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The Politics of Access in Post-Soviet America Those who got their academic training in Russian and Soviet history before the collapse of the Soviet Union worked under a considerable handicap: lack of access to the bulk of primary source materials in the libraries and archives in the Soviet Union. Even medievalists such as myself were routinely denied access to archives, even to those that had already appeared in print. We all dreamed of the day when we would have access—even access to inventories and anding aids seemed some sort of holy grail back then. For a brief period of time in 1991–92, all that promised to change. The question of whether a country’s history is to be found in its archives is not idle speculation or postmodern theorizing in the case of Russia. Constructing the past is not an academic exercise in Russia but serious political activity, and performing semiotic, structural, and formal analysis on sources and their provenance must be done even for what passes in the historiographical traditions of other countries as “ordinary stuff.” It is certainly no coincidence that Russians, in studying their own literary heritage, devised these analytical approaches to texts. I have always wondered why historians of the same culture have been slow to appraise the documentary heritage in a similar vein, though in the aeld of medieval studies, scholars of the present generation tend to bore in on textual formalisms in order to render the abundant but redundant formulaic sources a bit more informative. In June of 1992, Presidents George Bush and Boris Yeltsin met in Washington, DC, for a political summit. To mark the occasion, an exhibition of over three hundred formerly top-secret documents from eleven different Soviet archives was on display in a gallery of the Library of Congress across the street from the US Capitol. The exhibition , portentously called Revelations from the Russian Archives, was a public announcement by the Russian government of a radical change in information policy— open access, in the Western sense, to records of the Communist Party of the Soviet Union (CPSU) and its numerous agencies—and was accompanied by a symposium on the signiacance of the event for the historical profession that featured Rudolf Pikhoia, then head of the Russian archival administration (Roskomarkhiv), Dmitrii Volkogonov, head of a presidential commission on the opening of the archives, Ambassador Paul Nitze, Professors Adam Ulam and Robert Tucker, and Librarian of Congress James Billington. The documents were on display for a month and were to be sent back to Moscow for a longer period of public exhibition there. A signiacant sampling of these documents was simultaneously mounted on the Internet—this was before the World Wide Web. And all this took place less than a full year after the spectacular events of 1991 that brought Yeltsin to power and ushered in the death of the Soviet Union. What had happened in that brief span of time? In the 1990s, the politics surrounding the fate of the Soviet-era archives centered around the age-old question of who would control access to the past. That meant, arst and foremost after the events of August 1991, who controlled access to the CPSU and state, military, and intelligence documents dating from the past, as opposed to the interpretation of the past. Archivists and archival administrators suddenly became more important and, in some sense, more powerful than historians. Most of the anxieties of the early years of the last decade were occasioned 451 ⟮⟮⟮⟮⟮⟮⟮⟮⟮⟮⟮⟮⟮⟮⟮⟮⟮⟮⟮⟮⟮⟮⟮⟮⟮⟮⟮⟮⟮⟮⟮ Russian History Is It in the Archives? Abby Smith ⟯⟯⟯⟯⟯⟯⟯⟯⟯⟯⟯⟯⟯⟯⟯⟯⟯⟯⟯⟯⟯⟯⟯⟯⟯⟯⟯⟯⟯⟯⟯ by who got into the archives arst, who found the best material, and, in the West, whose interpretation of the Soviet Union would be borne out by the evidence revealed in the archives. The politics on the ground in Moscow and St. Petersburg and all the towns that had caches of evidence from the Soviet era is the story that most people were rightly focused on. That was the story about whether the historical actors had been able to get there arst and remove the ales they wanted expunged, whether security ales would be opened as they had been in East Germany, whether intelligence ales would be leaked, whether international relations would be seriously destabilized by any revelations from the CPSU or KGB archives , whether citizens would have access to ales about themselves and their family members, and so on. While the stakes were hardly the same, the politics of access were pretty thick in Washington...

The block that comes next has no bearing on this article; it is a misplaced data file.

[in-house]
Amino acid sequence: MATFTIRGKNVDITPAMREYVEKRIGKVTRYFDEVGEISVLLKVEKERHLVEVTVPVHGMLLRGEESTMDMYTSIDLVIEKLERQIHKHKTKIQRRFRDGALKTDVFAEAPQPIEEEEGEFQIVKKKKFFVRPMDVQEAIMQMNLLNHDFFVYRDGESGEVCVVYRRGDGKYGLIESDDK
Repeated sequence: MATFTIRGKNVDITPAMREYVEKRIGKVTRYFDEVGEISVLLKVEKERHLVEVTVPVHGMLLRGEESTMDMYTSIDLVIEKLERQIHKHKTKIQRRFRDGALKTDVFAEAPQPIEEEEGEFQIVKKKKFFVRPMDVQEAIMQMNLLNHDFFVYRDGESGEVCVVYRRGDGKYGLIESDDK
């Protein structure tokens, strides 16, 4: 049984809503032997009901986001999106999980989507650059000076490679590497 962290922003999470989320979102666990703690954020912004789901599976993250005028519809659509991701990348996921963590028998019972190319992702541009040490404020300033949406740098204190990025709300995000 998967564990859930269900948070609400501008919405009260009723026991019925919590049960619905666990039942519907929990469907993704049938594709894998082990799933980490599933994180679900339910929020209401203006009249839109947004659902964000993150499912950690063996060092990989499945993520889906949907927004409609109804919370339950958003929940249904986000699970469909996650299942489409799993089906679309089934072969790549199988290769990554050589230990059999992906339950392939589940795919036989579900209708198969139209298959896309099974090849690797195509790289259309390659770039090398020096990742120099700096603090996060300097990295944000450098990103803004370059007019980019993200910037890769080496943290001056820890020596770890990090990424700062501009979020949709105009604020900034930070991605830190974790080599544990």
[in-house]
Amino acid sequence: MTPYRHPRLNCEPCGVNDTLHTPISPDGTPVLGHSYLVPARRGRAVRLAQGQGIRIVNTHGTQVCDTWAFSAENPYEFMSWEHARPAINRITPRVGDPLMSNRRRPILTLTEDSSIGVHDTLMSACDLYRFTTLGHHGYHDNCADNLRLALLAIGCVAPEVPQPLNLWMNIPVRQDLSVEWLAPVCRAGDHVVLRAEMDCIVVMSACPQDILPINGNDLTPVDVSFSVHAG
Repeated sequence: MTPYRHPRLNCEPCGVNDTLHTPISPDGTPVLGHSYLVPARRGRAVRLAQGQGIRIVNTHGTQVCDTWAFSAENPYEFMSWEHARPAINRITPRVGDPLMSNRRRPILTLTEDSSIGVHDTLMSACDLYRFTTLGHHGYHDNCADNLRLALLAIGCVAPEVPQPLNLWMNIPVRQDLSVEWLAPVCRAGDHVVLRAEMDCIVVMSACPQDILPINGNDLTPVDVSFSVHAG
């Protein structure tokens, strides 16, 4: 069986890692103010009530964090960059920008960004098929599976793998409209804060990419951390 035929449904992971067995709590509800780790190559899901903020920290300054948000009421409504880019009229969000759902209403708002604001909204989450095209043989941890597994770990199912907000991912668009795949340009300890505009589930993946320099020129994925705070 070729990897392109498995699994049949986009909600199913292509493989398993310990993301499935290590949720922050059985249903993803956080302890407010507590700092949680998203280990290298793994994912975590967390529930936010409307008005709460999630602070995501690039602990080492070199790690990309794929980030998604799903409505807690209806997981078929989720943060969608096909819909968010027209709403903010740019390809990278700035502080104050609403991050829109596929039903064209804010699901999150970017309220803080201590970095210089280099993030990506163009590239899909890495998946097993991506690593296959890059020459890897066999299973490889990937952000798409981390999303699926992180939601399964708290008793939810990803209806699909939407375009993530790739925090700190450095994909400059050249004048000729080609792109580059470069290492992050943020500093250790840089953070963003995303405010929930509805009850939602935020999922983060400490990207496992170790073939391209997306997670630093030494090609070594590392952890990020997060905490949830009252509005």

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MARC Record
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